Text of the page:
Hangar 18 (film)

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Hangar 18
Hangar18poster.jpg
Theatrical release poster
Directed by James L. Conway
Produced by Charles E. Sellier Jr.
Screenplay by Ken Pettus
Story by Thomas C. Chapman
James L. Conway
Starring Darren McGavin
Robert Vaughn
Gary Collins
James Hampton
Pamela Bellwood
Music by Andrew Belling
John Cacavas
Cinematography Paul Hipp
Edited by Michael Spence
Production
  company
Sunn Classic Pictures
Distributed by Sunn Classic Pictures
Release date(s) July 1980
Running time 97 minutes
Country United States
Language English
Box office $11,000,000[1]

Hangar 18 is a 1980 science fiction film that was released to capitalize on the UFO interest of the era. The film itself carries ties to Area 51, as well as ufology. Although it flopped (reportedly earning a gross of only $6 million), it tantalized those who saw government cover-ups of UFOs (such as the Roswell incident). In May 1989, Hangar 18 was featured in an episode of the movie-mocking television show Mystery Science Theater 3000[2] during the KTMA era.

The picture was released by Sunn Classic Pictures, an independent U.S.-based film distributor whose library is now owned by Paramount Pictures, notable for presenting what TV Guide called "...awful big-screen 'documentaries' [like] In Search of Noah's Ark and In Search of Historic Jesus".[3]

Plot[edit]

Hangar 18 involves a U.F.O. cover-up following an incident aboard the space shuttle. The orbiter is launching a satellite, which collides with a nearby unidentified object. The collision kills an astronaut in the launch bay. The incident is witnessed by astronauts Price and Bancroff.

After returning to Earth, both men investigate what they know happened, but which the government tries its best to hide. The damaged alien spacecraft has been recovered after making a controlled landing in the Arizona desert. Although the aliens on board die, the government technicians begin researching the complex ship. On board the craft, the technicians make three discoveries: A woman in some sort of stasis, who later awakens screaming, symbols on the control panels are the same as those found in ancient Earth civilizations, and extensive surveillance footage of power plants, military bases, and major cities worldwide.

Meanwhile, with their dogged pursuit to uncover the truth, both Bancroff and Price are targeted by the government. Chased by agents, Bancroff manages to get away but Price is killed. Bancroft eventually manages to make his way to Hangar 18, where the alien craft is being studied.

As the researchers discover evidence aboard the spacecraft that the aliens were planning to return to Earth, government agents remotely fly a jet filled with explosives into the hangar—a move aimed at killing off all involved in the cover-up in a final attempt to maintain secrecy. After the explosion, a news bulletin is released about the hangar explosion, causing a congressional hearing for evidence about the activities in Hangar 18. It is revealed that Bancroft and a few others survived the explosion since they were inside the alien ship.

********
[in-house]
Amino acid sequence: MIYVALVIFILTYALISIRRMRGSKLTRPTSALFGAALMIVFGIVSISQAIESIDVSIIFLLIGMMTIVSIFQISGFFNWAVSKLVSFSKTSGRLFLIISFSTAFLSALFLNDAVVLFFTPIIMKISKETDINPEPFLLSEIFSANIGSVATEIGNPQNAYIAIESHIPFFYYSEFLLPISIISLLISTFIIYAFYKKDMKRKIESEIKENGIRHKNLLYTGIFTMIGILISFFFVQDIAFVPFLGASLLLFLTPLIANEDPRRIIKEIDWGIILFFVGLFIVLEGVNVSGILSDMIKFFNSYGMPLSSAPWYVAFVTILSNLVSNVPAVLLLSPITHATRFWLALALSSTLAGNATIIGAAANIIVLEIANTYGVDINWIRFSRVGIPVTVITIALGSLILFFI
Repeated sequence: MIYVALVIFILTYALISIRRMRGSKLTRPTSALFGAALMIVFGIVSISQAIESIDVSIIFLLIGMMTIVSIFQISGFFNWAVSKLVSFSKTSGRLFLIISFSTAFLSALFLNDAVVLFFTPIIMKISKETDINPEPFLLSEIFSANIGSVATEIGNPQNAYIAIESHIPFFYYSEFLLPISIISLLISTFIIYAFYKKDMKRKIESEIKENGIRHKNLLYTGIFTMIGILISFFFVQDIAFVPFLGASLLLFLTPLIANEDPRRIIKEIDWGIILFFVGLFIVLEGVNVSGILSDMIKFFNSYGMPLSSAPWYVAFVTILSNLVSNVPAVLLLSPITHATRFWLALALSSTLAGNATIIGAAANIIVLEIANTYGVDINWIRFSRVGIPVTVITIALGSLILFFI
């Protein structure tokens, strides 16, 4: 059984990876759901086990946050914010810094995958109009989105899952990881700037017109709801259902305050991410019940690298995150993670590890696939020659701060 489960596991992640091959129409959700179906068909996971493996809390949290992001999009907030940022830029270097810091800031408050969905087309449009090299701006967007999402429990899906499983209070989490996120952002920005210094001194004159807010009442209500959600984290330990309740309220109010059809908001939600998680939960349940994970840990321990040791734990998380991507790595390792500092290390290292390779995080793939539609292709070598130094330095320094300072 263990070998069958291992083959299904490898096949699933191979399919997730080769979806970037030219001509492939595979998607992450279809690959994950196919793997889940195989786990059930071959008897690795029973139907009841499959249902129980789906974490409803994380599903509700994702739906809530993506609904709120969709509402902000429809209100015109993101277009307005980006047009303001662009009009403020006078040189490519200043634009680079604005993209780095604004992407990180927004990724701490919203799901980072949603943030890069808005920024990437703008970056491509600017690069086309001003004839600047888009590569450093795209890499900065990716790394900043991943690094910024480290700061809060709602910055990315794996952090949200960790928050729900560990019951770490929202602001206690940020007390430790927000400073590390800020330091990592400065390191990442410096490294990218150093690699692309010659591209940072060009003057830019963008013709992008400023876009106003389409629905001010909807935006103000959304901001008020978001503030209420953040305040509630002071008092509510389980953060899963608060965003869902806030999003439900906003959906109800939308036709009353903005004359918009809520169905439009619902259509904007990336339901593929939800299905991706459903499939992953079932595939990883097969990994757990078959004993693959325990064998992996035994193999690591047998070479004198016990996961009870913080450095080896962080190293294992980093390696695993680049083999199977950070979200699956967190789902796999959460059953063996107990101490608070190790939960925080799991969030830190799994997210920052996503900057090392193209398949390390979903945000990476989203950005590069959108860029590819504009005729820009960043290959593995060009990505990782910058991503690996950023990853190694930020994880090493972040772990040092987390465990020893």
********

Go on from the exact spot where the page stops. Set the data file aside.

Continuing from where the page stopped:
Cast[edit]

Production[edit]

Parts of the movie were filmed in Midland and Big Spring, Texas, and at the former Pyote Air Force Base.

Reception[edit]

Critical response[edit]

When the film was released The New York Times film critic Vincent Canby dismissed the film, writing, "Hangar 18 is the sort of melodrama that pretends to be skeptical, but requires that everyone watching it be profoundly gullible...It stars ...Robert Vaughn as the ruthless and fatally unimaginative White House Chief of Staff...In the supporting cast is Debra Macfarlane, who plays a beautiful female specimen found aboard the saucer, a young woman who looks amazingly like a Hollywood starlet. But then, I guess, she is. The flying saucer itself looks like an oversized toy that might have been made in Taiwan."[4]

Hangar 18 was one of the very few American films to be theatrically shown in the Soviet Union. It premiered on the 1st TV channel on the New Year night of 1982. Because of general unavailability of films with elements of science fiction and action genre, it achieved enormous popularity among Soviet youth.

References[edit]

  1. ^ http://www.the-numbers.com/movie/Hangar-18#tab=summary
  2. ^ Hangar 18 at the Internet Movie Database
  3. ^ TV Guide, film review. Last accessed: February 19, 2011.
  4. ^ Canby, Vincent The New York Times, film review, January 10, 1981. Last accessed: February 19, 2011.

External links[edit]

Mystery Science Theater 3000[edit]